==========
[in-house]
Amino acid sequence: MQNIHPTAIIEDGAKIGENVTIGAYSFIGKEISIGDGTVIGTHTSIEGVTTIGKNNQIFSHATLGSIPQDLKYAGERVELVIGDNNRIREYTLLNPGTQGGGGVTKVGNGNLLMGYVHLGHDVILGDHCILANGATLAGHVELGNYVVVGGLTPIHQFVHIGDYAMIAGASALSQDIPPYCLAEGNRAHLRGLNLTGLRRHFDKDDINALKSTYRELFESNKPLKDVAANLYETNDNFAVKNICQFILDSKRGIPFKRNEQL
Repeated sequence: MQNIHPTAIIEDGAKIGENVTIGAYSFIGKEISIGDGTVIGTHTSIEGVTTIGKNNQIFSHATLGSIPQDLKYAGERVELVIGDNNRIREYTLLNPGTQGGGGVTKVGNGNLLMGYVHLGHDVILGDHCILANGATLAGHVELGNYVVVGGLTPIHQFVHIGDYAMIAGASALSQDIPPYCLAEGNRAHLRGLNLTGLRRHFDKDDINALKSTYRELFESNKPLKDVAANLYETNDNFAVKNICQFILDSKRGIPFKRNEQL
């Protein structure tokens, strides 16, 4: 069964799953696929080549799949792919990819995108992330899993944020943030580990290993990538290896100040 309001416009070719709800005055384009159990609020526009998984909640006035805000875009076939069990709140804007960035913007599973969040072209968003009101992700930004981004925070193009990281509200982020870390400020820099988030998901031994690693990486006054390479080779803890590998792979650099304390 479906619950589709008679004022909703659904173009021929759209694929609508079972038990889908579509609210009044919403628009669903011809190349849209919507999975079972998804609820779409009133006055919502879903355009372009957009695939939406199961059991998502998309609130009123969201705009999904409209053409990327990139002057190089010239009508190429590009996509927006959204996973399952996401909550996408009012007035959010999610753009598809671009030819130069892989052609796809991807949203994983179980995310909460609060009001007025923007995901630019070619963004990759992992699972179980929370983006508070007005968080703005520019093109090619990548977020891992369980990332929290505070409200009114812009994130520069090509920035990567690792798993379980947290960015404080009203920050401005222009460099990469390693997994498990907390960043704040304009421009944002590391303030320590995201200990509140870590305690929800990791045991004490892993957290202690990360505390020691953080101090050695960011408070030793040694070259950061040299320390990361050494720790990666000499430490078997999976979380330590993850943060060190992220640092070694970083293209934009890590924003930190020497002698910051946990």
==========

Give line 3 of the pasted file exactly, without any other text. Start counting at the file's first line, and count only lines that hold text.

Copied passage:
Repeated sequence: MQNIHPTAIIEDGAKIGENVTIGAYSFIGKEISIGDGTVIGTHTSIEGVTTIGKNNQIFSHATLGSIPQDLKYAGERVELVIGDNNRIREYTLLNPGTQGGGGVTKVGNGNLLMGYVHLGHDVILGDHCILANGATLAGHVELGNYVVVGGLTPIHQFVHIGDYAMIAGASALSQDIPPYCLAEGNRAHLRGLNLTGLRRHFDKDDINALKSTYRELFESNKPLKDVAANLYETNDNFAVKNICQFILDSKRGIPFKRNEQL